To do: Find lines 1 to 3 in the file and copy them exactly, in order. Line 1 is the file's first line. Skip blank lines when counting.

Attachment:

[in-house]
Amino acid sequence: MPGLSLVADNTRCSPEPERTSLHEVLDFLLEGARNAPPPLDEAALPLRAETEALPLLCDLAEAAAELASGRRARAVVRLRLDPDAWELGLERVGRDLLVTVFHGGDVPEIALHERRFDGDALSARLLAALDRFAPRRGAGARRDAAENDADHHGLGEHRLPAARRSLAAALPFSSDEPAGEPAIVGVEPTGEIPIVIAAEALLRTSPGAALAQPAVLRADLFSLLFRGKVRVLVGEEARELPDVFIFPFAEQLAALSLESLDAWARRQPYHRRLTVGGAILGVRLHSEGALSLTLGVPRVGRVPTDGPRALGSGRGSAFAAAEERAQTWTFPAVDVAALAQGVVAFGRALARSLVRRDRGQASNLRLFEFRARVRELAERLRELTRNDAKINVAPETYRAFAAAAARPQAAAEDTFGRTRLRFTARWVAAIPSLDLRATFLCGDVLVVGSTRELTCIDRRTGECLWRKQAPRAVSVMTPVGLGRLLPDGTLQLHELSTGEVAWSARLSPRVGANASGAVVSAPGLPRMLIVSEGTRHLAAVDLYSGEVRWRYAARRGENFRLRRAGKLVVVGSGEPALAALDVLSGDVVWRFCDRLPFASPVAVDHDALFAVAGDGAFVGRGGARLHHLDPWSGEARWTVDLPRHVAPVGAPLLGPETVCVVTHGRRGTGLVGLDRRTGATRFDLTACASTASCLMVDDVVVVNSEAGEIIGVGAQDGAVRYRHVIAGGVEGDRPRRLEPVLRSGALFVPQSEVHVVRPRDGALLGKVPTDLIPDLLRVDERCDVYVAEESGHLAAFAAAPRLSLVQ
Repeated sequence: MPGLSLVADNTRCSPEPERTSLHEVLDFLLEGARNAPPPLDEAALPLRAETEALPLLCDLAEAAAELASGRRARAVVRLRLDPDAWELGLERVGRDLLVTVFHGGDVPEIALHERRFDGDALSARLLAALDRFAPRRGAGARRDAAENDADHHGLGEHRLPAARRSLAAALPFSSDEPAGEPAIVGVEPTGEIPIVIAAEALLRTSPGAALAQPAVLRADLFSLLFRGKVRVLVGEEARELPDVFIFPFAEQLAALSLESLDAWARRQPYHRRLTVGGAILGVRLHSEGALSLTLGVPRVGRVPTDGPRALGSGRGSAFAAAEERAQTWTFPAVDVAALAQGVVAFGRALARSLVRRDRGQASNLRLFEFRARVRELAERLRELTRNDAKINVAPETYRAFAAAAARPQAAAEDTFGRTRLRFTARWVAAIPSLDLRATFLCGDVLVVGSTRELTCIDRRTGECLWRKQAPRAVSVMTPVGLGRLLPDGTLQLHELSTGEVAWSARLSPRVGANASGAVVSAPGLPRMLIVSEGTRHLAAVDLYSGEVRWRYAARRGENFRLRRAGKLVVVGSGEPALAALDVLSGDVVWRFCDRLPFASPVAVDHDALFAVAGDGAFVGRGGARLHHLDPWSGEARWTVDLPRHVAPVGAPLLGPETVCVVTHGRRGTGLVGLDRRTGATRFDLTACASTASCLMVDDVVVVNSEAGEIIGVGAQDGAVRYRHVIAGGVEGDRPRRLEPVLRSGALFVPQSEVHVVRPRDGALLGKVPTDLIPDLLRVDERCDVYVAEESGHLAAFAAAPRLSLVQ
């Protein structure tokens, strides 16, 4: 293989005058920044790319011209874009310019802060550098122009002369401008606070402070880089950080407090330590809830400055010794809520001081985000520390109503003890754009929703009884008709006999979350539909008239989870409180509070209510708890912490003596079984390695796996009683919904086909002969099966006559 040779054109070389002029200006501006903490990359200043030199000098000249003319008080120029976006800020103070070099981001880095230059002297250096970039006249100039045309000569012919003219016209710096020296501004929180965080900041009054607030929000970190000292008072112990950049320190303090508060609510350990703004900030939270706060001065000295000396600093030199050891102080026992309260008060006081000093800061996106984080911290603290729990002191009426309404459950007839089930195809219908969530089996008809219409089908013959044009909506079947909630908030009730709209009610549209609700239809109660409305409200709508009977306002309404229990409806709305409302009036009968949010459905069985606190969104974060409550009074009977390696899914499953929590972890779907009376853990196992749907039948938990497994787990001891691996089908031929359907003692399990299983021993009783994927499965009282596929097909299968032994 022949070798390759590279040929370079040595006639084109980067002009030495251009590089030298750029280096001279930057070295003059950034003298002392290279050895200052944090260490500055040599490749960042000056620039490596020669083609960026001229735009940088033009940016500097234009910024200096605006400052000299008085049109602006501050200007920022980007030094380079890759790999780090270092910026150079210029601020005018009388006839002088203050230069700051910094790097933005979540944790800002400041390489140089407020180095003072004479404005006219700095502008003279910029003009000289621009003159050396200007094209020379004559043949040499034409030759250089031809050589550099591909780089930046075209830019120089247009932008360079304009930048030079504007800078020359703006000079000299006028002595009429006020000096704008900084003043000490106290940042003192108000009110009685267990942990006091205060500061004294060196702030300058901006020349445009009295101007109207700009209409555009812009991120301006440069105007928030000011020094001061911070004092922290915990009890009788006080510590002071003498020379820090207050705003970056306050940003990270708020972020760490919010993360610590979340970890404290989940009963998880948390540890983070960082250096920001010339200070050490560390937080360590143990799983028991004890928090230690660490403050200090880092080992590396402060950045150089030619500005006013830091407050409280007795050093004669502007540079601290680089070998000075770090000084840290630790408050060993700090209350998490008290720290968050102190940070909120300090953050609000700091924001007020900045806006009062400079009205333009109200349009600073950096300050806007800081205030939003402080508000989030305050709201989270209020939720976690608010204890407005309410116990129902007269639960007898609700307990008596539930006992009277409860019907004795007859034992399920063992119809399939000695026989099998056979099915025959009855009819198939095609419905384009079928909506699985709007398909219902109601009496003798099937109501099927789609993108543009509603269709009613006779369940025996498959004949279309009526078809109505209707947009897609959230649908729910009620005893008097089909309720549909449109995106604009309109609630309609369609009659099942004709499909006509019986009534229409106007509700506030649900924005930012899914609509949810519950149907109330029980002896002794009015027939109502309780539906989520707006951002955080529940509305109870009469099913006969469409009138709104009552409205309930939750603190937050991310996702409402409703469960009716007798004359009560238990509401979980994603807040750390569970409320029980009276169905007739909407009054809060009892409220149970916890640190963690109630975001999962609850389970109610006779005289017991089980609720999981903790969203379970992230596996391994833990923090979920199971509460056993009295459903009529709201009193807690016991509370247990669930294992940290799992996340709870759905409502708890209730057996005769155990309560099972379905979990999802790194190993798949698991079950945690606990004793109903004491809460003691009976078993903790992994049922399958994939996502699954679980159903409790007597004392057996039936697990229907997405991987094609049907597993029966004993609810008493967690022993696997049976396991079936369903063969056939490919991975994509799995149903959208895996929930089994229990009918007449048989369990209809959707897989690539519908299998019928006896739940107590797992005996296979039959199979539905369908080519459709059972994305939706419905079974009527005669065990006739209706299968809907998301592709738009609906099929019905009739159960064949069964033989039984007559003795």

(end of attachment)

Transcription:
[in-house]
Amino acid sequence: MPGLSLVADNTRCSPEPERTSLHEVLDFLLEGARNAPPPLDEAALPLRAETEALPLLCDLAEAAAELASGRRARAVVRLRLDPDAWELGLERVGRDLLVTVFHGGDVPEIALHERRFDGDALSARLLAALDRFAPRRGAGARRDAAENDADHHGLGEHRLPAARRSLAAALPFSSDEPAGEPAIVGVEPTGEIPIVIAAEALLRTSPGAALAQPAVLRADLFSLLFRGKVRVLVGEEARELPDVFIFPFAEQLAALSLESLDAWARRQPYHRRLTVGGAILGVRLHSEGALSLTLGVPRVGRVPTDGPRALGSGRGSAFAAAEERAQTWTFPAVDVAALAQGVVAFGRALARSLVRRDRGQASNLRLFEFRARVRELAERLRELTRNDAKINVAPETYRAFAAAAARPQAAAEDTFGRTRLRFTARWVAAIPSLDLRATFLCGDVLVVGSTRELTCIDRRTGECLWRKQAPRAVSVMTPVGLGRLLPDGTLQLHELSTGEVAWSARLSPRVGANASGAVVSAPGLPRMLIVSEGTRHLAAVDLYSGEVRWRYAARRGENFRLRRAGKLVVVGSGEPALAALDVLSGDVVWRFCDRLPFASPVAVDHDALFAVAGDGAFVGRGGARLHHLDPWSGEARWTVDLPRHVAPVGAPLLGPETVCVVTHGRRGTGLVGLDRRTGATRFDLTACASTASCLMVDDVVVVNSEAGEIIGVGAQDGAVRYRHVIAGGVEGDRPRRLEPVLRSGALFVPQSEVHVVRPRDGALLGKVPTDLIPDLLRVDERCDVYVAEESGHLAAFAAAPRLSLVQ
Repeated sequence: MPGLSLVADNTRCSPEPERTSLHEVLDFLLEGARNAPPPLDEAALPLRAETEALPLLCDLAEAAAELASGRRARAVVRLRLDPDAWELGLERVGRDLLVTVFHGGDVPEIALHERRFDGDALSARLLAALDRFAPRRGAGARRDAAENDADHHGLGEHRLPAARRSLAAALPFSSDEPAGEPAIVGVEPTGEIPIVIAAEALLRTSPGAALAQPAVLRADLFSLLFRGKVRVLVGEEARELPDVFIFPFAEQLAALSLESLDAWARRQPYHRRLTVGGAILGVRLHSEGALSLTLGVPRVGRVPTDGPRALGSGRGSAFAAAEERAQTWTFPAVDVAALAQGVVAFGRALARSLVRRDRGQASNLRLFEFRARVRELAERLRELTRNDAKINVAPETYRAFAAAAARPQAAAEDTFGRTRLRFTARWVAAIPSLDLRATFLCGDVLVVGSTRELTCIDRRTGECLWRKQAPRAVSVMTPVGLGRLLPDGTLQLHELSTGEVAWSARLSPRVGANASGAVVSAPGLPRMLIVSEGTRHLAAVDLYSGEVRWRYAARRGENFRLRRAGKLVVVGSGEPALAALDVLSGDVVWRFCDRLPFASPVAVDHDALFAVAGDGAFVGRGGARLHHLDPWSGEARWTVDLPRHVAPVGAPLLGPETVCVVTHGRRGTGLVGLDRRTGATRFDLTACASTASCLMVDDVVVVNSEAGEIIGVGAQDGAVRYRHVIAGGVEGDRPRRLEPVLRSGALFVPQSEVHVVRPRDGALLGKVPTDLIPDLLRVDERCDVYVAEESGHLAAFAAAPRLSLVQ